The Perseverance rover has taken an important step in its search for traces of ancient life on Mars with the collection of samples.the most preciousso far, containing potential biological signatures that will need to be confirmed once on Earth, NASA announced on Thursday, Sept. 15. This is not yet proof that life once existed on the Red Planet, but the best chance so far that one day it will be able to detect with certainty a possible ancient microbial life.
A potential bio-signature may have been produced by the presence of life, but also by the absence of life. To consider this bio-signature as definitive, these samples will have to be analyzed by powerful laboratory instruments on Earth. NASA plans to bring them back, thanks to another mission, by 2033 “.I think it’s safe to say that these will be, and already are, the most valuable rock samples ever collected.“David Shuster, who works on these samples, said during a press conference.
“Basic elements of life”
Two carrots were taken by drilling a rock called “wild cat crest“, About one meter high and located in a delta that was formed about 3.5 billion years ago, at the meeting of a river and an ancient lake. This rock is particularly interesting because it is a sedimentary rock, which appears to have formed when the water in the lake evaporated. “wild cat crest” Like this “a high storage potential of a biological signaturesaid David Shuster of the University of California at Berkeley.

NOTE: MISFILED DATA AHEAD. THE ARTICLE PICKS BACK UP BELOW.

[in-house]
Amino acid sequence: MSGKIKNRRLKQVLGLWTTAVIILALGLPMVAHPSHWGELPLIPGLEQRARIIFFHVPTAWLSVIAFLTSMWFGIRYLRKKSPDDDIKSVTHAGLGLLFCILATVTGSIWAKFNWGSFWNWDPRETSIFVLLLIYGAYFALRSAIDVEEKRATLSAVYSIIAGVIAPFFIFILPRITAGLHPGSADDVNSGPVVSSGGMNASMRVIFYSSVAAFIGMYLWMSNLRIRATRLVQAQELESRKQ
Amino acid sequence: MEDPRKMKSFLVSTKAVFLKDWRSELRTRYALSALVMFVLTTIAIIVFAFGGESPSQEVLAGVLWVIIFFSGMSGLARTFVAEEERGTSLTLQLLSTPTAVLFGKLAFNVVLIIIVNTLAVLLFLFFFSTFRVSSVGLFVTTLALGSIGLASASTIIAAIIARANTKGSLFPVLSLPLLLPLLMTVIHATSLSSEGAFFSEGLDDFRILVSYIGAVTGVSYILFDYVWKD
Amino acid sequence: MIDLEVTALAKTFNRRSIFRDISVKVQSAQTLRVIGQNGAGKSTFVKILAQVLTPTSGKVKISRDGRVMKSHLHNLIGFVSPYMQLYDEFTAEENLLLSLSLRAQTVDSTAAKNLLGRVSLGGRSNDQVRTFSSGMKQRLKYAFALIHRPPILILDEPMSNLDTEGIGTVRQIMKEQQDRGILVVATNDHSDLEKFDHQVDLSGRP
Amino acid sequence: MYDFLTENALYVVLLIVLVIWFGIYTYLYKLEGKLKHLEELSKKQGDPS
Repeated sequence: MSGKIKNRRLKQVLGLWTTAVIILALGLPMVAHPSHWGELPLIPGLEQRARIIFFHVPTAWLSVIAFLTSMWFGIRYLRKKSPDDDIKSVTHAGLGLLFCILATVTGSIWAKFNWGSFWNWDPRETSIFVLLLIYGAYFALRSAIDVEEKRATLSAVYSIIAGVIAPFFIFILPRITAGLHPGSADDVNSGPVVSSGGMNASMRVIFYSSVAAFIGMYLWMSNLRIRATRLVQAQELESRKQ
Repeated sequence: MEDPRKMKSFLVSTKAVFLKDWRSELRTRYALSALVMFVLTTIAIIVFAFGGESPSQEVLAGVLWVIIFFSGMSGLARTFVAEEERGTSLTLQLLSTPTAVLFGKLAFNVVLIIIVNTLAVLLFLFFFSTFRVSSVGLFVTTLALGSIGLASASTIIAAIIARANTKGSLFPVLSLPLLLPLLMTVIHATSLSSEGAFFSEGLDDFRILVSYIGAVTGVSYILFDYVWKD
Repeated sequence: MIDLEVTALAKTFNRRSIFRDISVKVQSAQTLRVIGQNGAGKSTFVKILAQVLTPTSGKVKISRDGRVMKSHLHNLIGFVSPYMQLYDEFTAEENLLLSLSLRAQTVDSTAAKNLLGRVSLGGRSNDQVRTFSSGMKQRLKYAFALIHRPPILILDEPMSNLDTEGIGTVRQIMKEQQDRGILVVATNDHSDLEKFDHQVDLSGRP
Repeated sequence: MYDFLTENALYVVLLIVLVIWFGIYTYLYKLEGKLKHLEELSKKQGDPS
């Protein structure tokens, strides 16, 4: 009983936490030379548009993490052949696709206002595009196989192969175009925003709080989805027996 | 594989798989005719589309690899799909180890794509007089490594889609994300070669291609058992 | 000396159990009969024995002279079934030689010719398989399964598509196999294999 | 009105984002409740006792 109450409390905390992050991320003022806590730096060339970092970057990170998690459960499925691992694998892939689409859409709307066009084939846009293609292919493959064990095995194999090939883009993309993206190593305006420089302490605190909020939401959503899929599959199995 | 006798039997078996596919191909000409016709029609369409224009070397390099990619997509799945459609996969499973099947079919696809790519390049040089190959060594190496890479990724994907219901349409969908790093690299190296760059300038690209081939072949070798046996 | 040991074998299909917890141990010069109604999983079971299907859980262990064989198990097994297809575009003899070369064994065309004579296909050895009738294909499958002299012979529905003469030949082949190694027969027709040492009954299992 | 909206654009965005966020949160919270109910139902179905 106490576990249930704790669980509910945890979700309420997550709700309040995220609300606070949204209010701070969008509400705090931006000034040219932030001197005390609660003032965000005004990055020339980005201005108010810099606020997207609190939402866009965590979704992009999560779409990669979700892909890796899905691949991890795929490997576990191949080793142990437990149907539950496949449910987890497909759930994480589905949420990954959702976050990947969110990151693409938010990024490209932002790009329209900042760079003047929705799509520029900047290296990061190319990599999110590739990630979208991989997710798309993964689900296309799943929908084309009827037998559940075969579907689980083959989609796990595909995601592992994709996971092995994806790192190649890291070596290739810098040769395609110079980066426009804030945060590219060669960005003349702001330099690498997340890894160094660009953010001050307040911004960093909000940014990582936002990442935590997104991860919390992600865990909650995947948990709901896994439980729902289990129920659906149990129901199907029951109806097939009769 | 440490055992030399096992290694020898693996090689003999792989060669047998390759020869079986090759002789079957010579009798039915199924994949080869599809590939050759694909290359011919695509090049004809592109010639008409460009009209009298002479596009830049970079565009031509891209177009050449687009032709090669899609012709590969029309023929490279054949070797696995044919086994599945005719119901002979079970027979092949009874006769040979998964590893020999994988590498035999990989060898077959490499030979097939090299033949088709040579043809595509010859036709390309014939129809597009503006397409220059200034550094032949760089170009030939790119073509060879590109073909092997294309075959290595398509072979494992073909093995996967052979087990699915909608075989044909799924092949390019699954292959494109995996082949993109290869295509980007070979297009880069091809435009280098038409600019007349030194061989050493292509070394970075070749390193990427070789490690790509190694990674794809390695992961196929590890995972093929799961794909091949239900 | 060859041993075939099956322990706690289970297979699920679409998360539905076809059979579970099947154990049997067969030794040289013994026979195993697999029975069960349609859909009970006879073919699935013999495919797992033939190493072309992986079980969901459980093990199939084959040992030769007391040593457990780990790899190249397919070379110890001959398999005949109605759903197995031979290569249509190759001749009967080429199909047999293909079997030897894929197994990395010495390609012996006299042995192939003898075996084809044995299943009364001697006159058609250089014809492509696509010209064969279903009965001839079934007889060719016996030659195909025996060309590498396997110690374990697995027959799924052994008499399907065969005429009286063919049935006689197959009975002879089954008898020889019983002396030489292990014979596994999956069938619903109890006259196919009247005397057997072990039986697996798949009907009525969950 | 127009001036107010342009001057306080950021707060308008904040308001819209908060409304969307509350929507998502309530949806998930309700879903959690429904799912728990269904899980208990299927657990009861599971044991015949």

Analyzed separately by an instrument at the end of Perseverance’s robotic arm, the rock revealed the presence of organic compounds, the most abundant detected since the mission began a year and a half ago. These compounds – made up in particular of carbon, and which may also contain hydrogen – “they are the basic elements of life“Said Ken Farley, in charge of the scientific part of the mission.
They were detected in smaller quantities by the rover during previous analyzes in the Jézéro crater, which contained the lake, but “as we advance through the delta, the “The clues are getting stronger,” said Sunanda Sharma, a scientist at NASA’s Jet Propulsion Laboratory. “Personally I find these results very moving, because it seems that we are in the right place, with the right tools, at a crucial moment.“, she said. “We don’t know the significance of these finds yet, but these rocks are exactly what we came for.Ken Farley concluded.
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